The fourth International Polar Year is coming to an end. But the Arctic and Antarctic must remain top scientific priorities.
Next month's completion of the International Polar Year (IPY) is an occasion worth celebrating. Over two full Arctic and Antarctic field seasons, from March 2007 to March 2009, this global meta-project has successfully coordinated the efforts of some 50,000 scientists — including many from poorer nations, and from countries with a relatively new interest in polar research. It has also greatly advanced our still-sketchy understanding of physical, chemical and biological processes near the poles (see page 1072).
The first priority is to ensure that the achievements of the IPY are exploited to the fullest.
But the IPY also dramatized the polar regions' rapidly increasing connections to the rest of the globe. At the time of the last such exercise, the International Geophysical Year of 1957–58, the poles still seemed almost as remote as Mars. Today, they are feeling the effects of global climate change more intensely than anywhere else on Earth — and are fast becoming a new frontier for economic and political rivalries. Scientists and policy-makers should therefore think of this IPY not as a glorious endeavour that is now over and done with, but as a foundation on which to keep building.
The first priority is to ensure that the achievements of the IPY are exploited to the fullest. For example, the IPY programme has still not created a freely accessible archive for all the data and scientific findings harvested under its banner — information that will be in high demand from physical oceanographers, marine biologists, climate scientists and many others. Such an archive should be created as soon as possible, with funding coming from all the IPY nations relative to their economic strength. Nor has there yet been any systematic assessment of the IPY's scientific findings in a form that would be meaningful to decision-makers and the public at large. The International Arctic Science Committee and the Scientific Committee on Antarctic Research, the main organizations for polar science, are best placed to organize such an assessment. And Norway, which is a member of almost all the polar governance treaties and organizations, has promised to take the political lead in initiating the effort. It deserves the support of all the nations and organizations that participated in the IPY.
Looking to the future, meanwhile, polar stakeholders should vigorously pursue plans to create permanent observation networks at the poles. As the IPY itself underscored, for example, the rapidly warming climate creates an urgent need for ongoing ground observations of ice thickness and ice movement, as well as a new satellite infrastructure to monitor the cryosphere from space. The global economic downturn will obviously make it difficult for governments to fund such networks. But it is worth noting that at least some related projects will qualify for stimulus money — one of them being the Alaska Region Research Vessel, the new US flagship for polar research.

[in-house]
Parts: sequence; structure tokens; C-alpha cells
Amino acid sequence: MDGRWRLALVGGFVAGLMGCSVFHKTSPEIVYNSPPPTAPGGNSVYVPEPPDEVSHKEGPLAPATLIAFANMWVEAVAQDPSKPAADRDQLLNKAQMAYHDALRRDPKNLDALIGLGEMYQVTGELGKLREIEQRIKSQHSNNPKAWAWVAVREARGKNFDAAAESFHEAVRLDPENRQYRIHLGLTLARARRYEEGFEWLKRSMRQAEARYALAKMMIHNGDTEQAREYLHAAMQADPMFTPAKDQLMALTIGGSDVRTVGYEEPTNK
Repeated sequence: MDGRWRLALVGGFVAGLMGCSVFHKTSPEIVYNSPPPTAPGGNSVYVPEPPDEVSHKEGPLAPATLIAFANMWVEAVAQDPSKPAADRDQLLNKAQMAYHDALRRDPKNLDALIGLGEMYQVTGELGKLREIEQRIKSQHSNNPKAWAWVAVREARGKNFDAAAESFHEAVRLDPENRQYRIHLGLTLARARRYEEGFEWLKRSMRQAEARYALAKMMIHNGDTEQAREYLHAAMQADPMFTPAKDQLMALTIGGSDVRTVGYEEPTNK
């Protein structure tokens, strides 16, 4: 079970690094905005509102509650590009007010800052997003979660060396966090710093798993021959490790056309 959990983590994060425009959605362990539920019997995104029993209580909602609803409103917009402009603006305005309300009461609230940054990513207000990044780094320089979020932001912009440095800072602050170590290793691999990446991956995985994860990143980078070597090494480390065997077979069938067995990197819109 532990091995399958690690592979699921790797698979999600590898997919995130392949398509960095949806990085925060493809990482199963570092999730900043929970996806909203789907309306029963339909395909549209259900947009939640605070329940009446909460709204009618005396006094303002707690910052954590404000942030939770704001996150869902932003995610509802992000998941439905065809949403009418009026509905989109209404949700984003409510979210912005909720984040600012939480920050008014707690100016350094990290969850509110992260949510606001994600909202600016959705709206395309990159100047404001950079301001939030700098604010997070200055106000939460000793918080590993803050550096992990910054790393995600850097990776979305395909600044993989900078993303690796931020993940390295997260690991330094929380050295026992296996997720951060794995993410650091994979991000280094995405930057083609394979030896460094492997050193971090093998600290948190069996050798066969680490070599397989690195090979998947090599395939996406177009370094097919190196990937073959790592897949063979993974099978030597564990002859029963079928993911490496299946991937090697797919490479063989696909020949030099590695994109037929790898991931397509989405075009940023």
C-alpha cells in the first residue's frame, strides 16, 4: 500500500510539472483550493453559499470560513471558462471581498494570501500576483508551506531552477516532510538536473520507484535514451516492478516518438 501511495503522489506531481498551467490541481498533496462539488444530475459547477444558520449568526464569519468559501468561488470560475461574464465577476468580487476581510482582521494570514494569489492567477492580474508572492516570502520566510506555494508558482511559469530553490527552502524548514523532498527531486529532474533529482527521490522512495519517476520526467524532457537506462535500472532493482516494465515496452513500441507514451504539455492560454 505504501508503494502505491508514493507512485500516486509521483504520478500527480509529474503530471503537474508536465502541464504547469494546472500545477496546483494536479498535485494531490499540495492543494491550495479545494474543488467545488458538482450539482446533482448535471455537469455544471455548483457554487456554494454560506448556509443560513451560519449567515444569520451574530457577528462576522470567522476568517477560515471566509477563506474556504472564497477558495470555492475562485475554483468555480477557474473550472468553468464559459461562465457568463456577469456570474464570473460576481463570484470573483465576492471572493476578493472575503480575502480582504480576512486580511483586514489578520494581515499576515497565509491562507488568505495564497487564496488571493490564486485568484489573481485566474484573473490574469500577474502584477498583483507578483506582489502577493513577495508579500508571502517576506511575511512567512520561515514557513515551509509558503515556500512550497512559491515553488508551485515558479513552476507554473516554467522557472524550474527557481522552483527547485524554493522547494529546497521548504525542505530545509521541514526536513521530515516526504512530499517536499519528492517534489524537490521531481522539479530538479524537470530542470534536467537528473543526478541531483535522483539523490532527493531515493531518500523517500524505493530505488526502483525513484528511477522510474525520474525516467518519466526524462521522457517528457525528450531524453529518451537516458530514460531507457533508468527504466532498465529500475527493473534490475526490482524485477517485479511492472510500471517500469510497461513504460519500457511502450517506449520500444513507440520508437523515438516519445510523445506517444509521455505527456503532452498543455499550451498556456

In parallel, the various polar stakeholders should pursue a sustainable, ecosystem-based management regime for both polar regions. New or improved international regulatory arrangements are needed in many areas, from fishing and shipping to pollution control and climate mitigation. And especially in the Arctic, which does not enjoy the international protections afforded the southern continent under the 50-year-old Antarctic Treaty, the rule-making process needs to encompass a hard, systematic look at economic and geopolitical governance. National directives on the Arctic issued by Russia, the United States, the European Union, Canada, Denmark and Norway suggest that future Arctic governance will be a delicate matter indeed. Add in the interest being shown by new players such as China and Brazil, and the need for concerted action is clear.
Finally, the new economic and political interest in the Arctic makes it all the more important that scientists keep alive the IPY's spirit of transnational cooperation. The poles have always drawn people with grand ambitions — not just scientists, but adventurers, military operatives and entrepreneurs of all stripes. And they are fast becoming more attractive, with all the potential for rivalry and discord that implies. Scientific collaborations will not stop that process. But they can keep alive important avenues of international communication, as they have in the past. And they can help nations remember that what happens at the poles is inseparable from what happens in the rest of the world.
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The way ahead for polar science. Nature 457, 1057 (2009). https://doi.org/10.1038/4571057a